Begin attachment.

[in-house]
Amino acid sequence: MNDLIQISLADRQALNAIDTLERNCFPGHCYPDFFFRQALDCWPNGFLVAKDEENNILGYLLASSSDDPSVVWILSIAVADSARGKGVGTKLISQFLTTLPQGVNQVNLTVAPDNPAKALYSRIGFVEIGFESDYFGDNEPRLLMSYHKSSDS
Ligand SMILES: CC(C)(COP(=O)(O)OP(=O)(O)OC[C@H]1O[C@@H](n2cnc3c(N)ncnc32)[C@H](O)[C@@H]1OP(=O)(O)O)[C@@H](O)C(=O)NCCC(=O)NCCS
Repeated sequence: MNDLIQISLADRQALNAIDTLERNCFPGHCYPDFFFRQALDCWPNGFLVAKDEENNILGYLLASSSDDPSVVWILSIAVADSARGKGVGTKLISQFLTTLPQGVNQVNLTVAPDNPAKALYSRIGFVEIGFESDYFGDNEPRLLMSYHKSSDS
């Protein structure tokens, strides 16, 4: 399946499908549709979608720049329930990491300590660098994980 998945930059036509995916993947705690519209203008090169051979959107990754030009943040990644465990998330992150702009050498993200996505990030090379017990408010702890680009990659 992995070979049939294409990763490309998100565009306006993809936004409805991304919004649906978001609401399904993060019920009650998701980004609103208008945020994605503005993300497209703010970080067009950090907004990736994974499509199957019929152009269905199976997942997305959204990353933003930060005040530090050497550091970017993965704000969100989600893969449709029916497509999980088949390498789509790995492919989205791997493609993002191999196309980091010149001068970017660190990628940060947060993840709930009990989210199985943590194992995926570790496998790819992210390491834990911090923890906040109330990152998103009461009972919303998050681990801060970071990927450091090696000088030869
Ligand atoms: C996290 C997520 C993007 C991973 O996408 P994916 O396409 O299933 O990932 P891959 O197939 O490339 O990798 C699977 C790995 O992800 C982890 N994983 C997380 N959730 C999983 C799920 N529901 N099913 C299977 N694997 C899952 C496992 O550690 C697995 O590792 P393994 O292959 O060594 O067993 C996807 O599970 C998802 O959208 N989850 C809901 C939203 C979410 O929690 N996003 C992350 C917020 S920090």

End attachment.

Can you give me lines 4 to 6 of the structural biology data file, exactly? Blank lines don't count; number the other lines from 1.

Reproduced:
Repeated sequence: MNDLIQISLADRQALNAIDTLERNCFPGHCYPDFFFRQALDCWPNGFLVAKDEENNILGYLLASSSDDPSVVWILSIAVADSARGKGVGTKLISQFLTTLPQGVNQVNLTVAPDNPAKALYSRIGFVEIGFESDYFGDNEPRLLMSYHKSSDS
């Protein structure tokens, strides 16, 4: 399946499908549709979608720049329930990491300590660098994980 998945930059036509995916993947705690519209203008090169051979959107990754030009943040990644465990998330992150702009050498993200996505990030090379017990408010702890680009990659 992995070979049939294409990763490309998100565009306006993809936004409805991304919004649906978001609401399904993060019920009650998701980004609103208008945020994605503005993300497209703010970080067009950090907004990736994974499509199957019929152009269905199976997942997305959204990353933003930060005040530090050497550091970017993965704000969100989600893969449709029916497509999980088949390498789509790995492919989205791997493609993002191999196309980091010149001068970017660190990628940060947060993840709930009990989210199985943590194992995926570790496998790819992210390491834990911090923890906040109330990152998103009461009972919303998050681990801060970071990927450091090696000088030869
Ligand atoms: C996290 C997520 C993007 C991973 O996408 P994916 O396409 O299933 O990932 P891959 O197939 O490339 O990798 C699977 C790995 O992800 C982890 N994983 C997380 N959730 C999983 C799920 N529901 N099913 C299977 N694997 C899952 C496992 O550690 C697995 O590792 P393994 O292959 O060594 O067993 C996807 O599970 C998802 O959208 N989850 C809901 C939203 C979410 O929690 N996003 C992350 C917020 S920090």